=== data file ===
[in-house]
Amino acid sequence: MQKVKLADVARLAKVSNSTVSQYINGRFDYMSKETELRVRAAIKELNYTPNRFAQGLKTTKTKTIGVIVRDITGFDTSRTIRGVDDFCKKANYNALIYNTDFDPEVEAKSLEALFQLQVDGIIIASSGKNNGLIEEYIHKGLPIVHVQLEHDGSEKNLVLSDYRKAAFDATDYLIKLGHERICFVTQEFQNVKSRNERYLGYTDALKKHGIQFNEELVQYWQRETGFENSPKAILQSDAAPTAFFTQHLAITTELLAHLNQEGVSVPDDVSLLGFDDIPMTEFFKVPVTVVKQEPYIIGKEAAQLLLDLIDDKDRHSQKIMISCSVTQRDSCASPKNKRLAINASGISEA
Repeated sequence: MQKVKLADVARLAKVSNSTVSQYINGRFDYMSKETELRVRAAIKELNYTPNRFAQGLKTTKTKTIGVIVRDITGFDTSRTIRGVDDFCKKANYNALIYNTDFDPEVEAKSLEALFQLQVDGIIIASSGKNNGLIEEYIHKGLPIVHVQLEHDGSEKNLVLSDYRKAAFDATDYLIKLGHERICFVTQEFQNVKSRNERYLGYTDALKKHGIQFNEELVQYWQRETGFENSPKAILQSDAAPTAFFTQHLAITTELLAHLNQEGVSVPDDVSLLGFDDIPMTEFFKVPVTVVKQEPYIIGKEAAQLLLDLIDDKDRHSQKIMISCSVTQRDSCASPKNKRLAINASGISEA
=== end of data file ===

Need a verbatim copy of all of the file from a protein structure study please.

[in-house]
Amino acid sequence: MQKVKLADVARLAKVSNSTVSQYINGRFDYMSKETELRVRAAIKELNYTPNRFAQGLKTTKTKTIGVIVRDITGFDTSRTIRGVDDFCKKANYNALIYNTDFDPEVEAKSLEALFQLQVDGIIIASSGKNNGLIEEYIHKGLPIVHVQLEHDGSEKNLVLSDYRKAAFDATDYLIKLGHERICFVTQEFQNVKSRNERYLGYTDALKKHGIQFNEELVQYWQRETGFENSPKAILQSDAAPTAFFTQHLAITTELLAHLNQEGVSVPDDVSLLGFDDIPMTEFFKVPVTVVKQEPYIIGKEAAQLLLDLIDDKDRHSQKIMISCSVTQRDSCASPKNKRLAINASGISEA
Repeated sequence: MQKVKLADVARLAKVSNSTVSQYINGRFDYMSKETELRVRAAIKELNYTPNRFAQGLKTTKTKTIGVIVRDITGFDTSRTIRGVDDFCKKANYNALIYNTDFDPEVEAKSLEALFQLQVDGIIIASSGKNNGLIEEYIHKGLPIVHVQLEHDGSEKNLVLSDYRKAAFDATDYLIKLGHERICFVTQEFQNVKSRNERYLGYTDALKKHGIQFNEELVQYWQRETGFENSPKAILQSDAAPTAFFTQHLAITTELLAHLNQEGVSVPDDVSLLGFDDIPMTEFFKVPVTVVKQEPYIIGKEAAQLLLDLIDDKDRHSQKIMISCSVTQRDSCASPKNKRLAINASGISEA